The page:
Rooted in Richmond…The Month of November in a Small West County Garden
I love this time of year and all of the promise and excitement that it holds. Secret plans are being drawn up, lists are being made, and visions of plum tomatoes dance in my head. Is it the cold, wintery weather that’s got me in a tizzy? No. Is Christmas and New Year’s festivities that have my heart feeling exuberant? While I do love the holidays, that is not it either. All of you vegetable gardeners know, don’t you? Yes, it is the season of seed catalogs.
I received my first one in the mail about a week ago, and it is an old favorite- The Southern Exposure Seed Exchange Catalog. Wanting to postpone the bittersweet excitement of opening it (and eventually finishing it), I have just laid it reverently on my bedside table. Every night my eyes gently caress the cover as I wonder about the untold delights between its covers. Occasionally I will flip it open to a random page and gaze agog at the endless collection of eggplant varieties, but for now, I am holding off on reading it from cover-to-cover. Before long, the catalogs from Baker Creek, Seed Savers Exchange, and the Trees of Antiquity will join the ranks on my bedside table. If you haven’t yet discovered the excitement of seed catalogs, then I suggest you treat yourself this season. I swear that wine writers have stolen a page from the folks who do the writing for these catalogs; each description contains such luscious descriptions and fascinating history that I am determined to try and grow the described variety (even if it requires climactic conditions quite outside the realm of possibility for the Richmond Hills.) Let me give you a taste! In the FIVE pages dedicated to different types of corn seeds, the writers describe the Floriani Red Flint variety of corn as follows: “[A] family heirloom from the Valsugana valley of Italy near Trento, via William Rubel. Originally brought to Italy from America, it evolved over hundreds of years to become the staple polenta corn of the valley….Cornmeal has a pink cast, and makes a polenta with a remarkably rich, complex flavor” (19).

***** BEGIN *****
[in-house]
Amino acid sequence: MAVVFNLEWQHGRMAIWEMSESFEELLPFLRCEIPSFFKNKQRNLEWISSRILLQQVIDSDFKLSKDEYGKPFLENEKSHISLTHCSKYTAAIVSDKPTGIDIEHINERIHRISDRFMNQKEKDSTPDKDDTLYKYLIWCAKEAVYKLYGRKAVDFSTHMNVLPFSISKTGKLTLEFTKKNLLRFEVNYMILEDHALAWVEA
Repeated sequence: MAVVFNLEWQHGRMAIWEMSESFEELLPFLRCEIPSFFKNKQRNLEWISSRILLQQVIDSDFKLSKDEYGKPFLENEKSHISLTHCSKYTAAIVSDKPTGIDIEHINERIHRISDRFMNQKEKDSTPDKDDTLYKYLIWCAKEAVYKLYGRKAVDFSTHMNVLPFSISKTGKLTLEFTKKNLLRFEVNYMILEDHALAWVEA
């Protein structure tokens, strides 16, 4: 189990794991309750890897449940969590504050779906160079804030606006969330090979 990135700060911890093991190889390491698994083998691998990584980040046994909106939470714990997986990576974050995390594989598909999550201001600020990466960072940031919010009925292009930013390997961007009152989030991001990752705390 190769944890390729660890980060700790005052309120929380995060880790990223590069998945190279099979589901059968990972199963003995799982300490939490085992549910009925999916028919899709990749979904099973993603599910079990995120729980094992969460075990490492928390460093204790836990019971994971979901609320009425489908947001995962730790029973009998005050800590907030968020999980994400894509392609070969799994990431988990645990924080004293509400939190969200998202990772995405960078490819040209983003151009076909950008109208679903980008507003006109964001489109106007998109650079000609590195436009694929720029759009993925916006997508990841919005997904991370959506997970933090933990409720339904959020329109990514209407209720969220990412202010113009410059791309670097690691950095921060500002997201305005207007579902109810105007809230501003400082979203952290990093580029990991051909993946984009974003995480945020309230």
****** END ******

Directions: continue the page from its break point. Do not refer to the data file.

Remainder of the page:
The names alone of many of these varieties are enough to induce vegetable colored daydreams. Imagine being able to tell your gardener friends that you are not just growing garlic, but instead you have German Porcelain, Inchelium Red, and Nootka Rose varieties! And maybe you thought that bibb leaf and looseleaf lettuce were as much variety as you needed, but then when you flip to the lettuce section your mouth starts watering over the Yugoslavian Red Butterhead and the Drunken Woman varieties. Before you know it all of this dreaming leads to another favorite winter-time activity for gardeners everywhere- reimagining garden spaces.
Besides the seed catalogs that start to congregate on my bedside table, I also begin gathering graph paper, pencils and rulers at this time of year. As I think back over what did and didn’t work the previous year, and I drool over all the different plants I want to fit in the following year, I begin to plot out the new shape of my garden. Usually I am trying to squeeze just a little more planting space out of an area, or I am figuring out how to rotate my crops, but this year I am going for even larger revamping. I have drawn out a completely new bed configuration that will (hopefully) provide for greater ease of movement and more bed space. Now, I just need to get out there and move the soil around!
Happy Holidays to you and your garden!